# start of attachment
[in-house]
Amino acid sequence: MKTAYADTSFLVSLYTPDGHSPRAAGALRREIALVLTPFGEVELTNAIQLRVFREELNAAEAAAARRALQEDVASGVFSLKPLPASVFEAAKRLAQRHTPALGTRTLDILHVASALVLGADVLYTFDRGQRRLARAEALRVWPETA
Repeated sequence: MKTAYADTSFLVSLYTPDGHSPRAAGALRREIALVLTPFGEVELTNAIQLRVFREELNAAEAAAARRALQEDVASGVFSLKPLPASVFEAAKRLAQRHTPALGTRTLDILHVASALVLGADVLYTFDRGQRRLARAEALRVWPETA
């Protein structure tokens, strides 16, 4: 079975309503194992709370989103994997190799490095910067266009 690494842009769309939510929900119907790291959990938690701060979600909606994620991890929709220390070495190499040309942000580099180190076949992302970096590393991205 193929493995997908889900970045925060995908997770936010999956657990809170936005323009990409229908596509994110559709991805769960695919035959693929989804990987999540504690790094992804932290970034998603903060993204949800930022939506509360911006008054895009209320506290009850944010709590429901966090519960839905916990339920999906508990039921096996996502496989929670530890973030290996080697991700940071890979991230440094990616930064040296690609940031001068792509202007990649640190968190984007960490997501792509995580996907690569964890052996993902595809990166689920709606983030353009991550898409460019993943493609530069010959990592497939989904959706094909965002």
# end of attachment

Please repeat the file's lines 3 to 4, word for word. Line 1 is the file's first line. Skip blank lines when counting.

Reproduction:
Repeated sequence: MKTAYADTSFLVSLYTPDGHSPRAAGALRREIALVLTPFGEVELTNAIQLRVFREELNAAEAAAARRALQEDVASGVFSLKPLPASVFEAAKRLAQRHTPALGTRTLDILHVASALVLGADVLYTFDRGQRRLARAEALRVWPETA
């Protein structure tokens, strides 16, 4: 079975309503194992709370989103994997190799490095910067266009 690494842009769309939510929900119907790291959990938690701060979600909606994620991890929709220390070495190499040309942000580099180190076949992302970096590393991205 193929493995997908889900970045925060995908997770936010999956657990809170936005323009990409229908596509994110559709991805769960695919035959693929989804990987999540504690790094992804932290970034998603903060993204949800930022939506509360911006008054895009209320506290009850944010709590429901966090519960839905916990339920999906508990039921096996996502496989929670530890973030290996080697991700940071890979991230440094990616930064040296690609940031001068792509202007990649640190968190984007960490997501792509995580996907690569964890052996993902595809990166689920709606983030353009991550898409460019993943493609530069010959990592497939989904959706094909965002």